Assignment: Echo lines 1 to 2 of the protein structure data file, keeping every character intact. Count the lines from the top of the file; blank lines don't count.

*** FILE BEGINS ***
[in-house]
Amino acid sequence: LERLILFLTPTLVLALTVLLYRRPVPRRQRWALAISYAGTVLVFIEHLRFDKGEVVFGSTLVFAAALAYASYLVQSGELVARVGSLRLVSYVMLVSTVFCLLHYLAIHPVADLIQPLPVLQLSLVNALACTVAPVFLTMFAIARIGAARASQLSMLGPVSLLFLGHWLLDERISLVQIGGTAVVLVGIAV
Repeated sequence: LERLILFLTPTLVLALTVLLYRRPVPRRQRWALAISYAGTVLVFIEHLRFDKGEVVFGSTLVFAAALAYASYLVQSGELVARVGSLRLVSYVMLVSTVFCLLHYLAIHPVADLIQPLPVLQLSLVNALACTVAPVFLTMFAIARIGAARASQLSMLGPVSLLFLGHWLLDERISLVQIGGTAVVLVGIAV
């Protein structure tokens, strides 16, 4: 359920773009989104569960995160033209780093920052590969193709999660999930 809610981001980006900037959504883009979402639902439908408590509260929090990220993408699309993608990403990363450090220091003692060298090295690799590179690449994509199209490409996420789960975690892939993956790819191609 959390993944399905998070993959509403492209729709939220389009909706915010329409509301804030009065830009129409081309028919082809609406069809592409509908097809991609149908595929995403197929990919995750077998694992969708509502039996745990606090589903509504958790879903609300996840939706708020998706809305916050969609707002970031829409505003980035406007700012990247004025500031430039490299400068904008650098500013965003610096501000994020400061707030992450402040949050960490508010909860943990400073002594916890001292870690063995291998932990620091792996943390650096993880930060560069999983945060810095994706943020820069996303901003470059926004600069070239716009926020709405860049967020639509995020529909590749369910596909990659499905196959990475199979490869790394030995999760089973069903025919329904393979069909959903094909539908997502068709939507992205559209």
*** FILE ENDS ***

[in-house]
Amino acid sequence: LERLILFLTPTLVLALTVLLYRRPVPRRQRWALAISYAGTVLVFIEHLRFDKGEVVFGSTLVFAAALAYASYLVQSGELVARVGSLRLVSYVMLVSTVFCLLHYLAIHPVADLIQPLPVLQLSLVNALACTVAPVFLTMFAIARIGAARASQLSMLGPVSLLFLGHWLLDERISLVQIGGTAVVLVGIAV